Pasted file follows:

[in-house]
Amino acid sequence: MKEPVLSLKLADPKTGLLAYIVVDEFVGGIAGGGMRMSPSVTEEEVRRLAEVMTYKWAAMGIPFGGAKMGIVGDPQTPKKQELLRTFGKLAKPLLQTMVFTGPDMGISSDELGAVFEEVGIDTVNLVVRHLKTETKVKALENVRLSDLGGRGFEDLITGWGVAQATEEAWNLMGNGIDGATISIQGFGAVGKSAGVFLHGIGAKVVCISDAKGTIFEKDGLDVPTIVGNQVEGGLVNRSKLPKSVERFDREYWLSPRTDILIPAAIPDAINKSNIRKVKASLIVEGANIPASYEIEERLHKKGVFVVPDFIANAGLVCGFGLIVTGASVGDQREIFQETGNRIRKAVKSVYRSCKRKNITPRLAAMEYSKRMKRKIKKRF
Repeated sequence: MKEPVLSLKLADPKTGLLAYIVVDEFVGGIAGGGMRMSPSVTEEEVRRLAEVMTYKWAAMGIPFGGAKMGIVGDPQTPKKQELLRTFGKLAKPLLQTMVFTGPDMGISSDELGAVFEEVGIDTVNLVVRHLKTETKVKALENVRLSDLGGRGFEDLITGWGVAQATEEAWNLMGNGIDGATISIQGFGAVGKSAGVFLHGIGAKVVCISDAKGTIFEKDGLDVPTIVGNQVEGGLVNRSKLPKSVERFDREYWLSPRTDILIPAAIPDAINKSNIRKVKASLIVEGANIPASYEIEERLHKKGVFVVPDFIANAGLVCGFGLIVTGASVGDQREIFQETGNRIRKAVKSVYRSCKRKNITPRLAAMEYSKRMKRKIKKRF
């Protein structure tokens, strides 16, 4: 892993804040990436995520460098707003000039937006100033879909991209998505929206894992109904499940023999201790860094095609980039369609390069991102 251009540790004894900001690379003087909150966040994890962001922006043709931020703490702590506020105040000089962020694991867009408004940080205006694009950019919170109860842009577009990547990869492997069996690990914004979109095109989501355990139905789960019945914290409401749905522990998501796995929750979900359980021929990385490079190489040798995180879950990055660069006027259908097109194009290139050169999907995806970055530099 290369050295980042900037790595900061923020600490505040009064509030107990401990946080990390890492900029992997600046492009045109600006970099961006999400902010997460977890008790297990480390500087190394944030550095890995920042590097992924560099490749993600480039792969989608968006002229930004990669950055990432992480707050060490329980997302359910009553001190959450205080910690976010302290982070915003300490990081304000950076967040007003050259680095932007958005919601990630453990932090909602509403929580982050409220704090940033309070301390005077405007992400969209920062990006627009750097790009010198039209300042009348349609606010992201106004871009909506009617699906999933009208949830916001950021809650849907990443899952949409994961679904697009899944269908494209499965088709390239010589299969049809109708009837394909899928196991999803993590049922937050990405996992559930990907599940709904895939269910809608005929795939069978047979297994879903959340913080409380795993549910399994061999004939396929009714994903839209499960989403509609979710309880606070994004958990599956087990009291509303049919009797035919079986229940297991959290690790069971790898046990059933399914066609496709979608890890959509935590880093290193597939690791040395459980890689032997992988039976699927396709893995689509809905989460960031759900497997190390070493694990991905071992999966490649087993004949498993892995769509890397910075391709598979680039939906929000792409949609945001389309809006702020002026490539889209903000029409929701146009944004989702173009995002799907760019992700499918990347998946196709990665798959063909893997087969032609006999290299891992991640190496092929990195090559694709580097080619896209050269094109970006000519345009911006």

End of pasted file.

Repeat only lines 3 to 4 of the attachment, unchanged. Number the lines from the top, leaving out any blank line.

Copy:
Repeated sequence: MKEPVLSLKLADPKTGLLAYIVVDEFVGGIAGGGMRMSPSVTEEEVRRLAEVMTYKWAAMGIPFGGAKMGIVGDPQTPKKQELLRTFGKLAKPLLQTMVFTGPDMGISSDELGAVFEEVGIDTVNLVVRHLKTETKVKALENVRLSDLGGRGFEDLITGWGVAQATEEAWNLMGNGIDGATISIQGFGAVGKSAGVFLHGIGAKVVCISDAKGTIFEKDGLDVPTIVGNQVEGGLVNRSKLPKSVERFDREYWLSPRTDILIPAAIPDAINKSNIRKVKASLIVEGANIPASYEIEERLHKKGVFVVPDFIANAGLVCGFGLIVTGASVGDQREIFQETGNRIRKAVKSVYRSCKRKNITPRLAAMEYSKRMKRKIKKRF
């Protein structure tokens, strides 16, 4: 892993804040990436995520460098707003000039937006100033879909991209998505929206894992109904499940023999201790860094095609980039369609390069991102 251009540790004894900001690379003087909150966040994890962001922006043709931020703490702590506020105040000089962020694991867009408004940080205006694009950019919170109860842009577009990547990869492997069996690990914004979109095109989501355990139905789960019945914290409401749905522990998501796995929750979900359980021929990385490079190489040798995180879950990055660069006027259908097109194009290139050169999907995806970055530099 290369050295980042900037790595900061923020600490505040009064509030107990401990946080990390890492900029992997600046492009045109600006970099961006999400902010997460977890008790297990480390500087190394944030550095890995920042590097992924560099490749993600480039792969989608968006002229930004990669950055990432992480707050060490329980997302359910009553001190959450205080910690976010302290982070915003300490990081304000950076967040007003050259680095932007958005919601990630453990932090909602509403929580982050409220704090940033309070301390005077405007992400969209920062990006627009750097790009010198039209300042009348349609606010992201106004871009909506009617699906999933009208949830916001950021809650849907990443899952949409994961679904697009899944269908494209499965088709390239010589299969049809109708009837394909899928196991999803993590049922937050990405996992559930990907599940709904895939269910809608005929795939069978047979297994879903959340913080409380795993549910399994061999004939396929009714994903839209499960989403509609979710309880606070994004958990599956087990009291509303049919009797035919079986229940297991959290690790069971790898046990059933399914066609496709979608890890959509935590880093290193597939690791040395459980890689032997992988039976699927396709893995689509809905989460960031759900497997190390070493694990991905071992999966490649087993004949498993892995769509890397910075391709598979680039939906929000792409949609945001389309809006702020002026490539889209903000029409929701146009944004989702173009995002799907760019992700499918990347998946196709990665798959063909893997087969032609006999290299891992991640190496092929990195090559694709580097080619896209050269094109970006000519345009911006």